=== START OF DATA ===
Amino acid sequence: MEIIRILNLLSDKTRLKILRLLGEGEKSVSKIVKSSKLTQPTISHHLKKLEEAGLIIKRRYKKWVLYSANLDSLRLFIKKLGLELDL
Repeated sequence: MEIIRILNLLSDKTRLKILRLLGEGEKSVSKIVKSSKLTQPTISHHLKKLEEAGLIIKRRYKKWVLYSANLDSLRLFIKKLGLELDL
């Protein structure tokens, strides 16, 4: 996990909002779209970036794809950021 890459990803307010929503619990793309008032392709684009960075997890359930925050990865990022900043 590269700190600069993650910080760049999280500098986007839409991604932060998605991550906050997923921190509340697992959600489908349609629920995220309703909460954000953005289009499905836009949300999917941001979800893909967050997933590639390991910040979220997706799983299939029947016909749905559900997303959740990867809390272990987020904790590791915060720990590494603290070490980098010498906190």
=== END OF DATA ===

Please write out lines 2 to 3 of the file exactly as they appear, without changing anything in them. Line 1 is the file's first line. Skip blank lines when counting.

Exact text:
Repeated sequence: MEIIRILNLLSDKTRLKILRLLGEGEKSVSKIVKSSKLTQPTISHHLKKLEEAGLIIKRRYKKWVLYSANLDSLRLFIKKLGLELDL
């Protein structure tokens, strides 16, 4: 996990909002779209970036794809950021 890459990803307010929503619990793309008032392709684009960075997890359930925050990865990022900043 590269700190600069993650910080760049999280500098986007839409991604932060998605991550906050997923921190509340697992959600489908349609629920995220309703909460954000953005289009499905836009949300999917941001979800893909967050997933590639390991910040979220997706799983299939029947016909749905559900997303959740990867809390272990987020904790590791915060720990590494603290070490980098010498906190």